In 1960 Harris left University College London and became Professor and Chairman of the Department of Biochemistry at King's College London. He established the Medical Research Council (MRC) Unit of Human and Biochemical Genetics in 1962.[6] The main purpose of the Unit was to investigate the extent of genetic variation in healthy humans using family and population studies and simple screening techniques.

In 1965, Harris returned to University College London and succeeded Lionel Penrose as Professor of Human Genetics, a post he held until 1976.[7] The Unit moved with him. The staff of the Unit identified over 30 new enzyme polymorphisms and continued to make contributions to linkage studies until 2000.

In 1976 Harris and his wife left England for the University of Pennsylvania, where he held the position of Harnwell Professor of Human Genetics.[8] Harris retired in 1990 and became emeritus professor at the University of Pennsylvania.

Death: 1994[edit]

Complications from small strokes contributed to Harris's death in 1994 at the age of 73.[2]

Honours and awards[edit]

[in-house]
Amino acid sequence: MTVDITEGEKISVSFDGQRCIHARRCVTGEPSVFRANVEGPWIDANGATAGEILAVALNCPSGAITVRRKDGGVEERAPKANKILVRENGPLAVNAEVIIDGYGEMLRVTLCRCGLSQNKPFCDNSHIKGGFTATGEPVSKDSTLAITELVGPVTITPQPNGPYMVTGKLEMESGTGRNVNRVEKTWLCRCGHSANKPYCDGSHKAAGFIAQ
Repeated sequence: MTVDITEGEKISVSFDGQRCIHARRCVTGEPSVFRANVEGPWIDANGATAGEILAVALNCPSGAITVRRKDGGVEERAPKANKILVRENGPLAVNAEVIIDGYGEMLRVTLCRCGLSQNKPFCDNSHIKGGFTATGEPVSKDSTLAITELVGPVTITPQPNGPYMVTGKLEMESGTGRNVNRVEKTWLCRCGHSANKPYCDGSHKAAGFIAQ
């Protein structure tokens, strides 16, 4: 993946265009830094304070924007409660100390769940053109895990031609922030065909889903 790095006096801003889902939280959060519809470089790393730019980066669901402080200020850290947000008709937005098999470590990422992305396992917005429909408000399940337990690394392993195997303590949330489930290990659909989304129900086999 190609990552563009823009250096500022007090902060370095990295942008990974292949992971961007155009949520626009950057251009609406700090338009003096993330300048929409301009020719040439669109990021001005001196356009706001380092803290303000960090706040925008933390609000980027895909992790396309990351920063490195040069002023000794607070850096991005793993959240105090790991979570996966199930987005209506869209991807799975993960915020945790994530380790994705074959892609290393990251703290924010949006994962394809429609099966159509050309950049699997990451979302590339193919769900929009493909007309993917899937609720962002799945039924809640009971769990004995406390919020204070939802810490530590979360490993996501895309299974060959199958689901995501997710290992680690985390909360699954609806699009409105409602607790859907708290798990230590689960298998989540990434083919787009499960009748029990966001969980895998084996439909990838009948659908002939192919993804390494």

Harris was presented with the Ambuj Nath Bose Prize from the Royal College of Physicians (1965)[9] He became a Fellow of the Royal Society in 1966[10] and a Fellow of the Royal College of Physicians in 1973.[1] He was named a Foreign associate of the National Academy of Sciences,[2] and earned the William Allan Award of the American Society of Human Genetics in 1968.[11] He was honoured with the degree of Dr. Honoris Causa by the Université René Descartes, Paris in 1976.[9]


Books and journals[edit]

  • An Introduction to Human Biochemical Genetics (1953)
  • Human Biochemical Genetics (1959)[3]
  • Archibald Garrod and Harry Harris. Inborn Errors of Metabolism, third edition 1963
  • The Principles of Human Biochemical Genetics (1970)
  • Prenatal diagnosis and selective abortion (1975)
  • David A. Hopkinson and Harry Harris. Handbook of Enzyme Electrophoresis in Human Genetics (1976)[12]
  • Advances in Human Genetics (1965-1990). A journal that Harris started in 1965 with Kurt Hirschhorn. It continued until Harris' retirement in 1990.

Select papers[edit]

Harris authored and co-authored more than 340 manuscripts, a selection of which are below.

  • Harris H. Genetic heterogeneity in inherited disease. J Clin Pathol Suppl (R Coll Pathol). 1974;8:32-7. PMID 4536365
  • Moak G, Harris H. Lack of homology between dog and human placental alkaline phosphatases. Proceedings of the National Academy of Sciences USA. 1979;76(4):1948-51. PMID 287036
  • Goldstein DJ, Rogers CE, Harris H. Expression of alkaline phosphatase loci in mammalian tissues. Proceedings of the National Academy of Sciences USA. 1980;77(5):2857-60. PMID 6930672
  • Harris H. A pedigree of sex-linked ichthyosis vulgaris. Annals of Eugenics. 1947;14(pt 1):9. PMID 18897932